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judice (which, however, is not a musical or even artistic prejudice, but something else and something different) against both.
"It was a mistake to go from the Burne-Jones exhibition to an afternoon concert where the attraction was a player on the pianoforte. Only by rare good fortune could it be the soothing change required, and that should have been considered in time. But it was not, and the consequence was injustice not only to myself, but perhaps to the young man who was the attraction. Had it been necessary to hear him play that afternoon, so soon after leaving the New Gallery, the fair thing to him would have been an hour of preparation at at the Bath Club: a bracing douche, a mutton-chop, a glass of fortifying burgundy. In any event that could not have been harmful; for, let the performer be who or what he may, no concert-room Broadwood should be encountered by persons in an irritable or lapsing condition of the nervous system. Set wide open, and with a shock-haired young man advancing toward it with swinging hands, it immediately becomes more object of terror than delight. The machine we know: what is to be expected of those hands? The hall is large; in it are many, many ladies; two violins and a 'cello await the doom of the drowned; and the Attraction has yet to make an English reputation: how much, then, there is to fear! Yet it is possible to hope, for with skill, touch,' and restraint,
very pleasing music may be drawn from an instrument which in that form is the most brutal that genius has anything to do with. Does genius, or genius not in want of bread, ever write now for the concert
grand? Would genius ever have written for the pianoforte had it come into existence as the concert grand? If these are foolish questions, explain their folly by an ear that finds more soul in the drum than in the concert grand, when banged as no professor of the humbler instrument thumps out its truer voice of nature.
"With studied awkwardness, the shock-haired young man takes his place; the stringed instruments lead off, their lovely voices no more strained, no more conscious, than the perfume streaming from the rose, the brier-rose, and the violet; and it goes to my heart to mark how humbly the 'cello the 'cello, which hasn't its match in this world as a singing instrument-seems to wait upon the mechanical monster by which it is to be devoured. He begins, the distinguished Attraction, very playfully, very prettily; but not without the nimbleness which is one of the most admired and detestable characteristics of a performance on the concert grand. grand. Why, I cannot tell ; but it reminds me of the male opera-dancers who, in days that I remember, figured in the ballet in attire shaped like Harlequins, but cut low in the neck! (Is this an extravagant resemblance? Do you suppose it put into my head by the BurneJones collection?) It was some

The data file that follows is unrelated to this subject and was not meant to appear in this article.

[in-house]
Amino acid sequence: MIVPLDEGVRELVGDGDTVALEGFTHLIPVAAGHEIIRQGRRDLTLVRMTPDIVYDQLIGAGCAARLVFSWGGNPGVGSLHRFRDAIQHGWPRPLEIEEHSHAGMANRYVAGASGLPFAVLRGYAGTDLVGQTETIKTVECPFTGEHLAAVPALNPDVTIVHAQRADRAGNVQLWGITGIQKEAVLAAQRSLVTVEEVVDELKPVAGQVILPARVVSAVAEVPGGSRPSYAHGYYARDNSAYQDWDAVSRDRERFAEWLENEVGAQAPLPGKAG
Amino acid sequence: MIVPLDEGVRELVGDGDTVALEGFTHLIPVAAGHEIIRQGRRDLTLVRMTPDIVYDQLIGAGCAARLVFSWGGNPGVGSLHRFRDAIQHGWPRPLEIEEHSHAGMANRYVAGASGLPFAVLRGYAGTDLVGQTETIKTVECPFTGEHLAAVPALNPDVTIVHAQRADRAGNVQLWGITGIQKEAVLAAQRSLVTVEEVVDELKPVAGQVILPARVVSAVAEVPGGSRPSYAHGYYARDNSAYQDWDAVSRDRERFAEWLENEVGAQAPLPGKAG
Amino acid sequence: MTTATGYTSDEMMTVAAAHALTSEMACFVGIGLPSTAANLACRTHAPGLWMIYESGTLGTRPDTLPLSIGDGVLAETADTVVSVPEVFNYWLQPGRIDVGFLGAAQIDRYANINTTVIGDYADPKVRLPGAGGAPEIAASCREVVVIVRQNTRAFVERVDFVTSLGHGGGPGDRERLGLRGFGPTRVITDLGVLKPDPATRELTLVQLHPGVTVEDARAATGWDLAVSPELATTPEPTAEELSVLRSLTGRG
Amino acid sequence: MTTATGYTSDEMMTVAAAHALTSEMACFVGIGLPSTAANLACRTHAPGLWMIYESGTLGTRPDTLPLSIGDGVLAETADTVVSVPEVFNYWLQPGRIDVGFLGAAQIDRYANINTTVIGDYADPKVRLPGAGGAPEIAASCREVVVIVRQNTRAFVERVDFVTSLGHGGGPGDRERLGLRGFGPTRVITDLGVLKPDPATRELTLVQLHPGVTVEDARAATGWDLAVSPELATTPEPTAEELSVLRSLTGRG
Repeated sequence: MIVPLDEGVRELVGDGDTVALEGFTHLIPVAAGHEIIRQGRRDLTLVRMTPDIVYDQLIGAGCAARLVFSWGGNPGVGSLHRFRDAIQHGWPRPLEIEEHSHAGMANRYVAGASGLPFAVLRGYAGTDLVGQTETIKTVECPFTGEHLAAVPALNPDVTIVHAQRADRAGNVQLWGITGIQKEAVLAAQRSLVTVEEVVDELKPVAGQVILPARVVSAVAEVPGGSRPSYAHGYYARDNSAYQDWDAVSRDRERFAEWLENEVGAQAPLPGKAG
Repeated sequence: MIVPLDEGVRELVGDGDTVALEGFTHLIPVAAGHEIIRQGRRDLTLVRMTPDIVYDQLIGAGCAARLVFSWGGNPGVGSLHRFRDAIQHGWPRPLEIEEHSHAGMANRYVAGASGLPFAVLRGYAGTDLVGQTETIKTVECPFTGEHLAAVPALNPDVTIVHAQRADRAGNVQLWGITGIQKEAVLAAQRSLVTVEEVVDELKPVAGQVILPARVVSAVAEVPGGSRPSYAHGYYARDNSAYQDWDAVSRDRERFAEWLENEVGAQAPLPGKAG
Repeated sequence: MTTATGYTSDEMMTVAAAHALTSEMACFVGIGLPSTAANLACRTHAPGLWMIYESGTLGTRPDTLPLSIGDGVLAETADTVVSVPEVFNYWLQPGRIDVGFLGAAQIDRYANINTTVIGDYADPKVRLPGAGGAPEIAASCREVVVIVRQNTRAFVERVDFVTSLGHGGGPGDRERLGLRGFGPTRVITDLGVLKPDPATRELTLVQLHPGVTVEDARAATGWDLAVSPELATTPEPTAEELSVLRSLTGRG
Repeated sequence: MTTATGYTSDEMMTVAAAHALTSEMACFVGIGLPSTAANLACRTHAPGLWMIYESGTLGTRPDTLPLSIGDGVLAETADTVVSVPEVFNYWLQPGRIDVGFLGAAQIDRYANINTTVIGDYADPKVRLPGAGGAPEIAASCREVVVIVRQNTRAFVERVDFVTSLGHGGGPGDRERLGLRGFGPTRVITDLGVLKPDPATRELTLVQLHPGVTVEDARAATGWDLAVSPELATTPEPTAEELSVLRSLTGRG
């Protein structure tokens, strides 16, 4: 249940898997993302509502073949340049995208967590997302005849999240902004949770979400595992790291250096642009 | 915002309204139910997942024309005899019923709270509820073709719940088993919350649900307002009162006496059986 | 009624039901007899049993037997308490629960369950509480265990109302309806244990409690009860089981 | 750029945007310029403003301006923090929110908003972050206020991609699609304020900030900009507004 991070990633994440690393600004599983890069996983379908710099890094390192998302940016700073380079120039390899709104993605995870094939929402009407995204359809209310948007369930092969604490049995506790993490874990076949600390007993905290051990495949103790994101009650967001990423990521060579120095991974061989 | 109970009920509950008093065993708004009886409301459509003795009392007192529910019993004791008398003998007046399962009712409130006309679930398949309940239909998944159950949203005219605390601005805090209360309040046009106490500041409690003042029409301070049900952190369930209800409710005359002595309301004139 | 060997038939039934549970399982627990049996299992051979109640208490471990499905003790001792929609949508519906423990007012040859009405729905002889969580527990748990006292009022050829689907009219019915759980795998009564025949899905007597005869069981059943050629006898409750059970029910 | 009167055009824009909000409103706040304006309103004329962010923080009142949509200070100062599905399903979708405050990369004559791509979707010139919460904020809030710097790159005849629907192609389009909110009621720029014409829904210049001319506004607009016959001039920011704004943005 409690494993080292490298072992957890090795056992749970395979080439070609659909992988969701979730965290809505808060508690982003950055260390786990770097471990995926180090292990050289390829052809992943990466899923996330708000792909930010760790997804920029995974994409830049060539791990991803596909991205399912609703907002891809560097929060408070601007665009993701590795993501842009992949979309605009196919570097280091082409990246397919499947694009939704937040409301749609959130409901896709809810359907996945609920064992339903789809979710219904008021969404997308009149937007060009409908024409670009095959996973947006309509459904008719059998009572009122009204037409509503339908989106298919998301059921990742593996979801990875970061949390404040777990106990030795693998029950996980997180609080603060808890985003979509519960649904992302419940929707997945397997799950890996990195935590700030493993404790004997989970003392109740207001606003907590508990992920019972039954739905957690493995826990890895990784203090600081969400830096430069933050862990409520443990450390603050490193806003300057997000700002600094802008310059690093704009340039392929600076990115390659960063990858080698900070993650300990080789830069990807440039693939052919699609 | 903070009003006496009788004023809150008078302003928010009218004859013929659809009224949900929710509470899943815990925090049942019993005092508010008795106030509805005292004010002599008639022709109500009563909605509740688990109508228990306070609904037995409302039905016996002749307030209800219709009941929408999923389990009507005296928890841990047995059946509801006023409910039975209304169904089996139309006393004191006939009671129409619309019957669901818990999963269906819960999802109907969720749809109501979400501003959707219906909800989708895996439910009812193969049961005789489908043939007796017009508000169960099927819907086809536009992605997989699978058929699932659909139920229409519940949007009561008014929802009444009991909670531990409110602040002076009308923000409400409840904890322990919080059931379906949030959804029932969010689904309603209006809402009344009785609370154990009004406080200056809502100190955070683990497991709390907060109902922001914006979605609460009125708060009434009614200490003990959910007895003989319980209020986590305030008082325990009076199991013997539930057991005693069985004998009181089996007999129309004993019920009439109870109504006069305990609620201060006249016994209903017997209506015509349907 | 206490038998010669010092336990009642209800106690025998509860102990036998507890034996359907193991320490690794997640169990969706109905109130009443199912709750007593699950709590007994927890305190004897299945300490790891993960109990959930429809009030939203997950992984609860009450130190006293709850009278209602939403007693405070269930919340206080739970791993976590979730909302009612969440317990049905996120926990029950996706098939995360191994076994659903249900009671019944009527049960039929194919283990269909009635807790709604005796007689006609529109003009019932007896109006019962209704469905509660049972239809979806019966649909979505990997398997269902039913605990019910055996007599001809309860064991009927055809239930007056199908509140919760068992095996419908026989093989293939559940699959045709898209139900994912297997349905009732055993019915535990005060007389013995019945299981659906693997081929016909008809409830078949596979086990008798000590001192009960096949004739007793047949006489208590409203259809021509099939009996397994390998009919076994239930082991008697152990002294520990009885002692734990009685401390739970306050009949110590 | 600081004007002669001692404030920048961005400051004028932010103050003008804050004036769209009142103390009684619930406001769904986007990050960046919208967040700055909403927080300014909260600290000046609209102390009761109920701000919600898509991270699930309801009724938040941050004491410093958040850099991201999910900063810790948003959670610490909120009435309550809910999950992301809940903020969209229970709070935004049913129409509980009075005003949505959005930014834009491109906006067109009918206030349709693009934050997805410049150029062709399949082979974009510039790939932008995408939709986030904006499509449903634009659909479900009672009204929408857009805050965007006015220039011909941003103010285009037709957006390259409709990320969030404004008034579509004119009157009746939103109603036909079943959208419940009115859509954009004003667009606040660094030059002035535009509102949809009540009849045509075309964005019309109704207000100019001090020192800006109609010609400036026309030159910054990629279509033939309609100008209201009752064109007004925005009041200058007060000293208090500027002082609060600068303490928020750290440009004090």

time, indeed, before the crash came; but it was foreseen, foreknown, its place in the score fatally provided years ago by a composer whose deafness would have been much less afflicting to him in these days than it was in his own. The Attraction, his opportunity arriving, justified expectancy to the full. From the time when the thumping began legitimately, his action was the action of a man who would shampoo an unwilling tiger. At every stroke the artist's head was jerked forward from the second vertebra (vertebra dentata, the pivot-bone, you know), so violently did he throw himself upon the keyboard; and when dislocation seemed possible in consequence, the music which might have soothed and compensated our alarms was a mere ill-mixed noise of percussion and reverberation. The thump was more audible than the note.
pity of the violins, and for the cello's sake and my own (for we are lovers) could have murdered the concert grand. Yet I would not have you think me contemptuous of the pleasure of the audience. It was sincere and improving in every way; and I hope to die in the opinion that the sensitive taste which is also supercilious is in the first place stupid, in the second place vulgar, in the third inhuman. We rise upon the stepping-stones of our dead selves to higher things.' It is the hammerer of concert grands, not even the grand itself, that really offends, and what cares he for music, or anything but marvellous execution? If he would only make it all léger-demain!
"But it pleased. The au dience applauded vehemently, and again applauded and again. But I-I could have cried for
"But perhaps if I had not gone to the New Gallery that morning, or if the Bath Club had been subsequently visited
However, it is useless to follow out these speculations, and herewith concludes-Yours very faithfully,
66 CHAS. WINTERLEY."
AN UNWRITTEN CHAPTER OF HISTORY.
THE STRUGGLE FOR BORGU.